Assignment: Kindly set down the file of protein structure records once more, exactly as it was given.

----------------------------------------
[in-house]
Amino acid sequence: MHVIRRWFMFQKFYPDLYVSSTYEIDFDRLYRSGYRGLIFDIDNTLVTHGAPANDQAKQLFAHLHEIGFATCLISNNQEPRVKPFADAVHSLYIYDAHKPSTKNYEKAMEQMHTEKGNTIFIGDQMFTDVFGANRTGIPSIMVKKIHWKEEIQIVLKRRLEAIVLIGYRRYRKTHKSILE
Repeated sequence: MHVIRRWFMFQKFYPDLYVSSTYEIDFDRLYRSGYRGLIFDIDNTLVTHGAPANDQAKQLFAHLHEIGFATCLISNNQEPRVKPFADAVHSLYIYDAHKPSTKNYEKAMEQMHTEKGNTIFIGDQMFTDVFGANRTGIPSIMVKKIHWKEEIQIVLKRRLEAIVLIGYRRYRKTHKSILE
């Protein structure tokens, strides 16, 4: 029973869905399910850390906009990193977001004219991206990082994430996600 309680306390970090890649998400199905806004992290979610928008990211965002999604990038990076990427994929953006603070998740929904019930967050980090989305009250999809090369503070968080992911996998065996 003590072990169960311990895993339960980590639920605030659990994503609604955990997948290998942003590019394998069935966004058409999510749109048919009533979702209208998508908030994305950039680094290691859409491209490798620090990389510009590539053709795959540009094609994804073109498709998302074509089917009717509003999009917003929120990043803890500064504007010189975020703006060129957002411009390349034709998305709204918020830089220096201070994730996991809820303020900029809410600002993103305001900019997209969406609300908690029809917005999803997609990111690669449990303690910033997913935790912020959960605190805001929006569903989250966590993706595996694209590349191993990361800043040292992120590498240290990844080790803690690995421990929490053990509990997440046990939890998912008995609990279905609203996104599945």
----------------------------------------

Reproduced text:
[in-house]
Amino acid sequence: MHVIRRWFMFQKFYPDLYVSSTYEIDFDRLYRSGYRGLIFDIDNTLVTHGAPANDQAKQLFAHLHEIGFATCLISNNQEPRVKPFADAVHSLYIYDAHKPSTKNYEKAMEQMHTEKGNTIFIGDQMFTDVFGANRTGIPSIMVKKIHWKEEIQIVLKRRLEAIVLIGYRRYRKTHKSILE
Repeated sequence: MHVIRRWFMFQKFYPDLYVSSTYEIDFDRLYRSGYRGLIFDIDNTLVTHGAPANDQAKQLFAHLHEIGFATCLISNNQEPRVKPFADAVHSLYIYDAHKPSTKNYEKAMEQMHTEKGNTIFIGDQMFTDVFGANRTGIPSIMVKKIHWKEEIQIVLKRRLEAIVLIGYRRYRKTHKSILE
């Protein structure tokens, strides 16, 4: 029973869905399910850390906009990193977001004219991206990082994430996600 309680306390970090890649998400199905806004992290979610928008990211965002999604990038990076990427994929953006603070998740929904019930967050980090989305009250999809090369503070968080992911996998065996 003590072990169960311990895993339960980590639920605030659990994503609604955990997948290998942003590019394998069935966004058409999510749109048919009533979702209208998508908030994305950039680094290691859409491209490798620090990389510009590539053709795959540009094609994804073109498709998302074509089917009717509003999009917003929120990043803890500064504007010189975020703006060129957002411009390349034709998305709204918020830089220096201070994730996991809820303020900029809410600002993103305001900019997209969406609300908690029809917005999803997609990111690669449990303690910033997913935790912020959960605190805001929006569903989250966590993706595996694209590349191993990361800043040292992120590498240290990844080790803690690995421990929490053990509990997440046990939890998912008995609990279905609203996104599945």